Do you know your real age—not your calendar age, but the age your body feels it is? I read an interesting article recently on how we can control our aging process and it got me thinking about this subject. I usually post articles on writing, marketing your work and anything else pertaining to authors and readers—however, when I saw this question asked, it intrigued me.
Of course, we know we’re born, we live and we die—but you do have some control over the rate of aging in your life. “Your Real Age reflects not only your risk of disease, but your risk of disability and your energy level now.” This quote comes from the article I mentioned: Act Your Real Age: You Control Your Rate of Aging.
As we age, our body starts to slow down and we’re not as limber as we once were; nor do we have the same amount of energy we did as a child. That’s part of the cycle of life; however, you need to decide if you want to increase your life’s longevity or not. “And that means you have to start building defenses in your 30s, 40s and 50s against attacks that may not occur until your 60s, 70s and 80s…meaning you can start to make your real age younger at any age.”
You’ve all probably heard the expression that--You’re only as young as you feel—that’s kind of what the authors of the article I mentioned are saying. You may be 33 or 43 or even 55, but still feel younger because your body’s real age is younger. So, what makes your real age young?
As an author and a freelance writer / marketing consultant, it’s no secret that I sit at the computer many hours during the day. In one of my posts from a few days ago, I discussed the health hazards of sitting for too long. I recognize that everyone, especially those who have desk jobs and don’t get much physical activity during the day, need to keep exercise as part of the daily routine. Eating a healthy diet, relieving your stress, taking vitamins also helps in maintaining a healthy lifestyle. Check out the above listed link to find out more helpful tips.
So, do you feel younger than your age? What do you do to stay healthy?
If you have an office job or sit for 8-10 hours each day and then sit again in your car on your drive to and from work, then sit again at home watching TV—you are sitting too long and it’s not good for your health.
Authors, what about you? Do you sit for long hours in your home office—or are you in the category above with an office job and you do your writing at home in the evening? Either scenario is not good for you.
What kind of problems develop if you sit too long each day? For one thing, you get back pains and issues. Sounds like a no brainer, right. However, it’s also been proven that sitting too much each day can be bad for your blood pressure and also increases the chances of obesity. Of course, another no brainer—so what should you do, especially if your day job requires you to sit all day long?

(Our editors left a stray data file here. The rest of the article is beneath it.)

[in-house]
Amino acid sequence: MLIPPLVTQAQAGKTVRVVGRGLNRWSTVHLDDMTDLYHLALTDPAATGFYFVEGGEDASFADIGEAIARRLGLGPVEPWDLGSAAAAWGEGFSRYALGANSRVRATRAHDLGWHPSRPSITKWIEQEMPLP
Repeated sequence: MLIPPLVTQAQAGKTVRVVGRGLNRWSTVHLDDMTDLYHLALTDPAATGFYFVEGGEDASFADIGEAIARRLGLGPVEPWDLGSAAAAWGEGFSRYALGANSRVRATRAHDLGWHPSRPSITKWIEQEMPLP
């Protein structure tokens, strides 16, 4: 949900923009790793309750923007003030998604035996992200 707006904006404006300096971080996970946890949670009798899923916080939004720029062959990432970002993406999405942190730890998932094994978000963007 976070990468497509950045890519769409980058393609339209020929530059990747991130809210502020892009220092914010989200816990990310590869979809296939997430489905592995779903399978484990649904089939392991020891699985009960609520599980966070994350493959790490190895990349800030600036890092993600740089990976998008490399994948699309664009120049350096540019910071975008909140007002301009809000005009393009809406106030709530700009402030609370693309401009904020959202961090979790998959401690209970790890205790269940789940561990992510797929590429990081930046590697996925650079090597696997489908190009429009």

You definitely need to try to incorporate exercise into your daily routine—at least a few times a week. Although, you still need to do more because the few hours each week that you are exercising won’t balance out the high amount of hours that you are sitting. So, how else can you combat this issue?
Take a break during the day. Make sure you go out of your office for a lunch break—even if you bring your own lunch, get up and go for a walk or spend some time standing. Change positions throughout the day—when I was working at my day job, I used to spend some time standing at my desk. I would raise my computer keyboard up onto a box and stand at the computer while I worked. It really helped when I worked, especially since I had a long commute and would be in the car for a while every day. Now that I work from home, I have more opportunity to actually get up and walk around and not be chained to my desk, but I also have arranged my desk so that I can also type while standing if needed during the day.
I read an article, entitled, A Matter of Gravity: too much sitting can compromise your health, and it had some great suggestions on how to help your body as you sit and work each day in the office. According to Sara Daly (physical therapist), you should take breaks throughout the day and make sure to frequently change positions. If you’re on the phone, stand up and walk around. Make a point during the day to squeeze your shoulder blades together. Don’t forget to flex and point your ankles. You can remind yourself to stand up or change positions by setting a computer or phone alarm. If you don’t have an alarm, post notes on your computer to remind you or buddy up with a co-worker to help keep each other in line.
Do you have an office job or another job where you sit long hours each day? How do you handle that and do you think you need to make some changes?